The House is passing a law to prevent domestic terrorism after the Buffalo shooting

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WASHINGTON – The House of Representatives passed a law late Wednesday night that will support federal resources to prevent domestic terrorism in response to the racist massacre in Buffalo, New York.

Voting 222-203, almost along party lines, was a response to growing pressure from Congress to tackle gun violence and white-collar attacks, a crisis that escalated after two mass shootings over the weekend. The only Republican to vote for the measure was Adam Kensinger, Illinois, a member of the congressional commission investigating the attack on the US Capitol.

But the legislative activity of the Democrats is not new. The House of Representatives took a similar measure in 2020, only to keep it in the Senate. And because lawmakers lack support in the Senate to move forward with any gun control laws they deem necessary to stop mass shootings, Democrats are instead focusing their efforts on a broader federal focus on domestic terrorism.

Related: 10 killed in Buffalo, New York, shooting in a supermarket, police call hate crime

“We in Congress can’t stop people like (Fox News presenter) Tucker Carlson from spewing out the hated, dangerous ideology of replacement theory on the air. Congress failed to ban the sale of assault weapons. The Domestic Terrorism Prevention Act that Congress can do this week is to try to prevent future Buffalo executions, ”said House Speaker Brad Schneider, Illinois, who first introduced the measure in 2017.

Substitution theory is a racist ideology that claims that white people and their influence are deliberately “replaced” by colored people through immigration and higher birth rates. This is being investigated as a motivating factor for Saturday’s shooting at a supermarket that killed 10 people in Buffalo, New York, all black. Police say an 18-year-old white man drove three hours to arrange a racist shooting at a crowded supermarket.

Proponents of the bill say it will fill gaps in intelligence sharing between the Department of Justice, the Department of Homeland Security and the FBI so officials can better monitor and respond to the growing threat of white extremist terrorism.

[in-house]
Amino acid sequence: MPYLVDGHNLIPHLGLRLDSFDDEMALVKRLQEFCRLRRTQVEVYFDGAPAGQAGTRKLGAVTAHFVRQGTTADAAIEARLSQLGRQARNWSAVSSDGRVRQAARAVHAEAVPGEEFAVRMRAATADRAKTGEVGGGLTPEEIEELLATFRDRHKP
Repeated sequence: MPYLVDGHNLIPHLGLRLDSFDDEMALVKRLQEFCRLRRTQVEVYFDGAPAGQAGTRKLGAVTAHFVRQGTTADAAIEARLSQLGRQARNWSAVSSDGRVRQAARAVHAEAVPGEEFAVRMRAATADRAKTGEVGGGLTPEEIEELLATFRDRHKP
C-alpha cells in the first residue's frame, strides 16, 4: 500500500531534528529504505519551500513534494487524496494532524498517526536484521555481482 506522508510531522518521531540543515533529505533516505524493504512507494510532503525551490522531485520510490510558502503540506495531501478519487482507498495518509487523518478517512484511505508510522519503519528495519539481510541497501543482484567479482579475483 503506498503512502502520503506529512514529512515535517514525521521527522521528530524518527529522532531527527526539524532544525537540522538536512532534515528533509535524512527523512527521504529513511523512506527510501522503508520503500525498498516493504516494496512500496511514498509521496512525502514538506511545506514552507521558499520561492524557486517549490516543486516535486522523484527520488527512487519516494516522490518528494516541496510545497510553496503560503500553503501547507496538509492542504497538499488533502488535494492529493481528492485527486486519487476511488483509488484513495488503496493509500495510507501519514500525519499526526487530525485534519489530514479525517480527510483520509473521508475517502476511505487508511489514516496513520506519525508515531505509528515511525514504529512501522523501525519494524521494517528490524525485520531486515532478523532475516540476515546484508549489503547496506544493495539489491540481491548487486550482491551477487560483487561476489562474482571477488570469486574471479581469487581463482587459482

Under current law, three federal agencies are already working to investigate, prevent and prosecute acts of domestic terrorism. But the bill requires each agency to open offices specifically dedicated to these tasks and set up an interagency task force to combat the penetration of white supremacy in the military.

The Congressional Budget Office estimates that the bill will cost about $ 105 million over five years, with most of the money going to hire staff.

“Because we took 9/11 seriously, we need to take it seriously. It’s an internal form of the same terrorism that killed innocent New Yorkers, and now it’s an attack in Buffalo and many other places,” he said. Senator Dick. Durbin, Illinois, which sponsors an identical bill in the Senate.

Senate Democrats promise to put the bill to a vote next week. But his prospects are uncertain, with Republicans opposing the strengthening of the Ministry of Justice’s powers in the field of internal surveillance.

Republican lawmakers allege that the Department of Justice abused its authority to conduct more internal oversight when in October Attorney General Merrick Garland issued a note aimed at combating threats against school officials across the country. They noted that the note was addressed to concerned parents.

On the topic: The Grand Jury accused a man of shooting at a Buffalo supermarket

Republican lawmakers also say the bill lacks emphasis on combating domestic terrorism by far-left groups. Under the bill, the agencies will have to compile a joint report every six months, which assesses the quantitative threats of domestic terrorism at the national level, including threats posed by white sufferers and neo-Nazi groups.

“This bill clearly ignores the persistent threat of domestic terrorism from the radical left in this country and instead assumes that everyone is white and right,” said spokesman Darrell Isa, California.

The disagreement underscores the stubborn gap between Democrats and Republicans over domestic terrorism in the United States and how it should be defined and prosecuted.

For decades, terrorism has been consistently linked to attacks by foreign actors, but as domestic terrorism, often perpetrated by white people, has flourished over the past two decades, lawmakers have tried to clarify this in the federal statute.

“We’ve seen this before in American history. The only thing that’s missing between these organizations and the past is white robes,” Durbin said. “But this message is still the same hateful message that causes controversy, forcing people to do outrageously extreme things and violent things with innocent people across America. It’s time for us to take a stand.”

Copyright © 2022, Associated Press. All rights reserved.

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